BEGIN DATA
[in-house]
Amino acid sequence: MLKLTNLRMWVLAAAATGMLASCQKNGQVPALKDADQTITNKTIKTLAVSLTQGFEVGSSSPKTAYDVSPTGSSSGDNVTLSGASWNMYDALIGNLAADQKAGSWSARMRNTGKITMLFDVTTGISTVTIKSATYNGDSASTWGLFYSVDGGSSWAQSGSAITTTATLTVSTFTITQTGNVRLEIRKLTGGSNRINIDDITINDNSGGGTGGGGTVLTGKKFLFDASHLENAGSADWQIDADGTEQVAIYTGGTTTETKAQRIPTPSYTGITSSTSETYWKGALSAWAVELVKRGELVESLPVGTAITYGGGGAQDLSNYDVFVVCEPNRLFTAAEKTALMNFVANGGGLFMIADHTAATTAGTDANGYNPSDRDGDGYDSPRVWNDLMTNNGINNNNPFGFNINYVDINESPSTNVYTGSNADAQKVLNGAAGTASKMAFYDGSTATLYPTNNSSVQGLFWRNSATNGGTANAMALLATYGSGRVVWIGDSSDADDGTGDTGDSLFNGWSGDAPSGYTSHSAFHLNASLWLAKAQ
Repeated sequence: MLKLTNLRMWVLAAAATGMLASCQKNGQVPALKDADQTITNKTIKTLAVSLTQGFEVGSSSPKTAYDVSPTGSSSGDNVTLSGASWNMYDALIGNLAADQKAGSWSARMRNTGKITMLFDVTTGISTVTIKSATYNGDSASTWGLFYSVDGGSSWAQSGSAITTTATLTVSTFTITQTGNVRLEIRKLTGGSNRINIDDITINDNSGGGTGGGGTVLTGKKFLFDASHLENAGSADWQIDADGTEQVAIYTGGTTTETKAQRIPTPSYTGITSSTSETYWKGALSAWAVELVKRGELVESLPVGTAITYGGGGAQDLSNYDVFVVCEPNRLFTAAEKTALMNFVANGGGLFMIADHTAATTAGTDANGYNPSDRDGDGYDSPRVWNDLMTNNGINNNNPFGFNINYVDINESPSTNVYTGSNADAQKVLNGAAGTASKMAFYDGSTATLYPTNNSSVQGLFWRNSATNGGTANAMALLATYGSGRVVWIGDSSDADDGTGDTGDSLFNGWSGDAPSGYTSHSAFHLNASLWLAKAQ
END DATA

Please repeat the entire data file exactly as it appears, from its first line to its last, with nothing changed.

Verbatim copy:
[in-house]
Amino acid sequence: MLKLTNLRMWVLAAAATGMLASCQKNGQVPALKDADQTITNKTIKTLAVSLTQGFEVGSSSPKTAYDVSPTGSSSGDNVTLSGASWNMYDALIGNLAADQKAGSWSARMRNTGKITMLFDVTTGISTVTIKSATYNGDSASTWGLFYSVDGGSSWAQSGSAITTTATLTVSTFTITQTGNVRLEIRKLTGGSNRINIDDITINDNSGGGTGGGGTVLTGKKFLFDASHLENAGSADWQIDADGTEQVAIYTGGTTTETKAQRIPTPSYTGITSSTSETYWKGALSAWAVELVKRGELVESLPVGTAITYGGGGAQDLSNYDVFVVCEPNRLFTAAEKTALMNFVANGGGLFMIADHTAATTAGTDANGYNPSDRDGDGYDSPRVWNDLMTNNGINNNNPFGFNINYVDINESPSTNVYTGSNADAQKVLNGAAGTASKMAFYDGSTATLYPTNNSSVQGLFWRNSATNGGTANAMALLATYGSGRVVWIGDSSDADDGTGDTGDSLFNGWSGDAPSGYTSHSAFHLNASLWLAKAQ
Repeated sequence: MLKLTNLRMWVLAAAATGMLASCQKNGQVPALKDADQTITNKTIKTLAVSLTQGFEVGSSSPKTAYDVSPTGSSSGDNVTLSGASWNMYDALIGNLAADQKAGSWSARMRNTGKITMLFDVTTGISTVTIKSATYNGDSASTWGLFYSVDGGSSWAQSGSAITTTATLTVSTFTITQTGNVRLEIRKLTGGSNRINIDDITINDNSGGGTGGGGTVLTGKKFLFDASHLENAGSADWQIDADGTEQVAIYTGGTTTETKAQRIPTPSYTGITSSTSETYWKGALSAWAVELVKRGELVESLPVGTAITYGGGGAQDLSNYDVFVVCEPNRLFTAAEKTALMNFVANGGGLFMIADHTAATTAGTDANGYNPSDRDGDGYDSPRVWNDLMTNNGINNNNPFGFNINYVDINESPSTNVYTGSNADAQKVLNGAAGTASKMAFYDGSTATLYPTNNSSVQGLFWRNSATNGGTANAMALLATYGSGRVVWIGDSSDADDGTGDTGDSLFNGWSGDAPSGYTSHSAFHLNASLWLAKAQ